Bread Book suggestions
I'm new to the whole dough (bread & pizza) thing and I've been reading alot of informaion on the web. There's so much info out there that I'm beginning to get confused with various ways to make a certain bread. Right now, I'm making ciabatta and have looked at different recipes and they all do things differently. From techniques to ingredients, every author seems to do it a little differently.
I'm looking for a bread book that would contain some recipes but more importantly detailed information on techniques, such as mixing, folding, stretching, etc that would help a newbie get started in the right direction.
For those who have a favorite book, I would appreciate if the members could recommend a book and provide a little info as to why they prefer that book over the next.
I do have Artisan Bread in Five, the Fresh Loaf pocket book and Peter Reinhart's American Pie. They are good books but I'm looking for something more detailed.
All responses are appreciated.
I started with the Fresh Loaf Lessons (http://www.thefreshloaf.com/lessons). The first book I purchased, and one I still use quite often and would recommend, is Peter Reinhart's "Bread Baker's Apprentice". BBA is about 1/3 instructional material on ingredients, technqiues, and such. The remainder of the book is recipes that cover a wide range of bread types and techniques. The recipe instructions are very detailed (usually several pages long) and there are lots of photographs.
I think one thing you will find is that there is no single approach. So when you read different books, you'll find different techniques designed to achieve the same result. Part of the fun is experimenting with various kneading and non-knead techniques, steam methods, etc.
You could go with a book that is available to the general public but seems geared more for professional bakers, such as Jeffrey Hamelman's Bread.
Or, you could go with a baking textbook that explicitly aims at teaching the why's and how's of baking, such as Dan DiMuzio's Baking Bread.
Each has a somewhat different slant but both provide much of the information that you are looking for.
Thanks for the responses. I've checked all three books out on Amazon. I think I may order BBA today and maybe DiMuzio's book. I've heard that Hamelman's book is more geared towards professionals. I also looked at Tartine by Chad Robertson. Some of the reviews say they have had trouble with his sourdough starter.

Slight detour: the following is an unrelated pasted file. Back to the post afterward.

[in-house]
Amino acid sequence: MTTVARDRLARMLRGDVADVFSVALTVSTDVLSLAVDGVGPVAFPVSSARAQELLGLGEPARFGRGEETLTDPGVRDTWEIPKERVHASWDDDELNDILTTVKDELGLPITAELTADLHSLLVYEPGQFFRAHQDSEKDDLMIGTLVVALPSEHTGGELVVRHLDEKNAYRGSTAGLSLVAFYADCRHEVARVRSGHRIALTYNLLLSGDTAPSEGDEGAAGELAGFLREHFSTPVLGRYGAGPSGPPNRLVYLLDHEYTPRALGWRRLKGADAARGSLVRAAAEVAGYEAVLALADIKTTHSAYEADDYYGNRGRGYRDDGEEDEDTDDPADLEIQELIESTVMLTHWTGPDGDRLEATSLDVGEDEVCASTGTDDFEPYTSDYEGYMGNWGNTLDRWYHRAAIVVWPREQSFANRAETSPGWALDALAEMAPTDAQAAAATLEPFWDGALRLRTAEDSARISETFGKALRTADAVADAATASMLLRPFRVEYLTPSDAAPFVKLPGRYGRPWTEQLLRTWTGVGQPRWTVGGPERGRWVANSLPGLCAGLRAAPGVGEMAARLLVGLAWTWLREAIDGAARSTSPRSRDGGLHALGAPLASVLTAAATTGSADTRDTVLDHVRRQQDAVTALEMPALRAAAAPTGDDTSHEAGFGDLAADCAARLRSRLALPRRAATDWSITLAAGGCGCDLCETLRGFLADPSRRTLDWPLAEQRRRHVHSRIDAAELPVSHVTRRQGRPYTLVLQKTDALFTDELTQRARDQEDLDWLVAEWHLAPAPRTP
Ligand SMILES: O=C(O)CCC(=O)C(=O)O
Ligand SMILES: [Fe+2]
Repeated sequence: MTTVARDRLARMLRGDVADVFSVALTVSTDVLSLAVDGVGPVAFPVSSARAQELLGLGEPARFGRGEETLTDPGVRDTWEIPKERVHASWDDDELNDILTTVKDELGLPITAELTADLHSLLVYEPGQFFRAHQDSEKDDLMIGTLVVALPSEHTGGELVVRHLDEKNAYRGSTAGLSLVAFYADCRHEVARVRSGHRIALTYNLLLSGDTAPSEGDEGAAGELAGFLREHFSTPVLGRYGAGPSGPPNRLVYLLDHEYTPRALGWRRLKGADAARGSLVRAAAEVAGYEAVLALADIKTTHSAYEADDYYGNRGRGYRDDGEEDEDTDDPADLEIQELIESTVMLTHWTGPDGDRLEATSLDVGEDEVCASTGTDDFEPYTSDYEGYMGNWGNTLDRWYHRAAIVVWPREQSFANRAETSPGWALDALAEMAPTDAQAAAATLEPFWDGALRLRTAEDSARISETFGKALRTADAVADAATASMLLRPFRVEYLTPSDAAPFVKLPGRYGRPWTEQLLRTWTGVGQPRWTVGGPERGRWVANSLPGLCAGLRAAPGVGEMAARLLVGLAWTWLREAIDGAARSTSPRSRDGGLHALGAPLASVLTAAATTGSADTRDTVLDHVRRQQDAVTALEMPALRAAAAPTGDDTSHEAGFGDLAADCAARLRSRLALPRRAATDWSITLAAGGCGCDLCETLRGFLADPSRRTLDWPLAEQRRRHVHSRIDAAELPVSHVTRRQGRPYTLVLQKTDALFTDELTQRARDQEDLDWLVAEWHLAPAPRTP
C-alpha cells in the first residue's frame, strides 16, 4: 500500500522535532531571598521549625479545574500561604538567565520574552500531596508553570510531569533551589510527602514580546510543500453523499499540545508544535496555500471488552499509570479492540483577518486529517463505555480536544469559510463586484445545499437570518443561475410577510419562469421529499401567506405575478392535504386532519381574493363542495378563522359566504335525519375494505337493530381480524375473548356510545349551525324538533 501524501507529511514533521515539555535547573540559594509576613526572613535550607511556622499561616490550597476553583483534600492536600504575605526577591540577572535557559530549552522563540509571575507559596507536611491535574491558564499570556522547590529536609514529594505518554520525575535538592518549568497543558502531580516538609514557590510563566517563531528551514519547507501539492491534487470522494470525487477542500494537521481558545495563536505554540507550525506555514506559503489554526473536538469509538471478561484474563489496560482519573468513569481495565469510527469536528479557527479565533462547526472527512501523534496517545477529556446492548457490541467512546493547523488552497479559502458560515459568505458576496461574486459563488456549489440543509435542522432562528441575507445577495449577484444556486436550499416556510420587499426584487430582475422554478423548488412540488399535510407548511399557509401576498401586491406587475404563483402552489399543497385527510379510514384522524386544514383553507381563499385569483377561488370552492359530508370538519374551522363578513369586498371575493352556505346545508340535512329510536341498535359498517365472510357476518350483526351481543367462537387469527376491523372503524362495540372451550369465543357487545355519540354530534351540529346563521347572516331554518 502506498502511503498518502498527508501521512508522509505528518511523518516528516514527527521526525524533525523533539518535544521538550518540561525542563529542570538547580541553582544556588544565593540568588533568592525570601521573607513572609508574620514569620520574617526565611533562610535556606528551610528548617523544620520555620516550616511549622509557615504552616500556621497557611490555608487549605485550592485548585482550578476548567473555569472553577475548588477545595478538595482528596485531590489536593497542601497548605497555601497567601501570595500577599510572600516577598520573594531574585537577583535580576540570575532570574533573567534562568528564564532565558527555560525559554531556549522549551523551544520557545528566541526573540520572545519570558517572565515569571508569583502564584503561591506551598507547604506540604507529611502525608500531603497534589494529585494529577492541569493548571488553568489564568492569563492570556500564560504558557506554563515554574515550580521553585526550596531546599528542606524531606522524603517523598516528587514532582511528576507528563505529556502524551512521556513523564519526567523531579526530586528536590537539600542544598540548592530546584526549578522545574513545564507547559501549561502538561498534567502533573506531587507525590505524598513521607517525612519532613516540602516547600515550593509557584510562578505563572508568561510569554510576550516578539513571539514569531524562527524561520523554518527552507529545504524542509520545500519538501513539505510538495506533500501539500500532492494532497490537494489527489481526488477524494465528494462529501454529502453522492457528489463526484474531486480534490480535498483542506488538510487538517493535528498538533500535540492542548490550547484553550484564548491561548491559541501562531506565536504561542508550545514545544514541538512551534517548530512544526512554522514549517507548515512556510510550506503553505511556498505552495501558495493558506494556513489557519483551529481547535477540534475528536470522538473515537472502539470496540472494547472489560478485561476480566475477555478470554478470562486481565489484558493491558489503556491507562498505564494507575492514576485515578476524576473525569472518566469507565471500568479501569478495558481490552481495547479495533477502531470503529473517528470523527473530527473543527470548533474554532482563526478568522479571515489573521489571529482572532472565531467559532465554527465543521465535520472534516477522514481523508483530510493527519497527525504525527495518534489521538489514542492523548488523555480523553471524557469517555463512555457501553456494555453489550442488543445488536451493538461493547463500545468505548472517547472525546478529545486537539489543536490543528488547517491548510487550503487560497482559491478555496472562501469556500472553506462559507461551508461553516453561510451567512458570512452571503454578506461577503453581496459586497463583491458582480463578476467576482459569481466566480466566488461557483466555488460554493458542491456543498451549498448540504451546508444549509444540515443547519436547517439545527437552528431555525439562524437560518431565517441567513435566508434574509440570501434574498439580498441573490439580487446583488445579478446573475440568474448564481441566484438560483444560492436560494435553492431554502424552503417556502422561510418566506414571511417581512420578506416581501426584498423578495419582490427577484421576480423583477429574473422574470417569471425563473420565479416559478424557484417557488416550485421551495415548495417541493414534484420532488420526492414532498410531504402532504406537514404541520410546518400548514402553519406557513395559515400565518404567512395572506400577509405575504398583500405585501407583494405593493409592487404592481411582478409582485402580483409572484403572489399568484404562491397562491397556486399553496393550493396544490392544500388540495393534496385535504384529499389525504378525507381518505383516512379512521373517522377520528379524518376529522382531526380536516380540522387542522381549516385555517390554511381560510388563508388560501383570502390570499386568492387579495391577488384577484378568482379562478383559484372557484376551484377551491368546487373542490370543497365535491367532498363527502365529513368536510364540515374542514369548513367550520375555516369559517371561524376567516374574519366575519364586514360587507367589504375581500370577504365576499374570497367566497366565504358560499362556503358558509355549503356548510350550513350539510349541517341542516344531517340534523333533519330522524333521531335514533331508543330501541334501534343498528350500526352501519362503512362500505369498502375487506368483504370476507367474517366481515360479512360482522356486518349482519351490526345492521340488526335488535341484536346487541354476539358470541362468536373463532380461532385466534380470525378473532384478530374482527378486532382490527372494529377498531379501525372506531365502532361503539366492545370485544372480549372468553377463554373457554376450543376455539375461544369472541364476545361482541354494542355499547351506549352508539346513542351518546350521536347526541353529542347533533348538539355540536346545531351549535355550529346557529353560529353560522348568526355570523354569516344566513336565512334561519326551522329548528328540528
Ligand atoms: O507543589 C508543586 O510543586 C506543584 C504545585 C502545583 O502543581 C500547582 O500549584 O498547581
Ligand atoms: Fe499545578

I actually have a 30 day old starter that I feed once a week and is in the fridge. I've used it a couple of times and it seems to produce a good product but it's not quite tangy enough for me. Maybe it's still a bit young.
With regard to a more tangy sourdough starter, see
Also keep in mind, that the flavor of a starter generally improves over time. So your starter may have more taste as it matures.
I'm really enjoying Flour, Water, Salt, Yeast by Ken Forkish. I like that he teaches you about the basics, then takes a lean dough and has you learn how bake make it as a polish, straight dough and sourdough bread with all the variations in methods but no fancy ingredients so that you can learn what tiny differences in each part of the equation can do. This allows a basic understanding of the process. He also helps you to learn to develop your own recipes.
if you're interested in whole grains, I have a few other recipe books but this is a good, basic learning book. Hamelman's book is also very good and I'm reading it for a third time right now. It's a bit more advanced in some ways, more of a school text book in others. It also has a ton of recipes, more than I'll ever have a chance to get through.
I bought BBA yesterday. I started skimming through the book and it seems pretty good. When I make dough, I always use grams. Thought that was the norm with bakers. In BBA, he uses cups and ounces. Guess it's not a big deal once I learn how to convert the ounces to grams.
I'll also check out Forkish's book. I saw it on Amazon and actually added it to my wish list so I may pick that one up next week. Does that book list the ingredients in grams or does he use ounces and cups as Reinhart does?
Here's another vote for "Flour Water Salt Yeast"... my current favorite bread book (and pizza book) by far....
Ordered it today from Amazon.
Made Reinhart's Ciabatta and did not really care for it. It was way too dense for me. Did not have the flavor I was expecting.Made the preferment Sunday and baked three loaves yesterday. Definitely need to work on my shaping abilities.
Anyway, I think part of the problem is I did not add enough water to the dough. I believe I was about 50-75 grams short as my calculations were messed up. The color was good but working with a home oven leaves alot to be desired.
I also have AB in 5 and made Ciabatta with the master recipe. The dough fermented in the fridge for three-four days (can't remember) adn the flavor was much better. This one was also a bit dense for my liking but I contribute that to user error. Kind of intrigued by Bertinot's slap and fold technique and I can see how that may help with the light and airy crumb I am after. Might give that a try on my next attempt.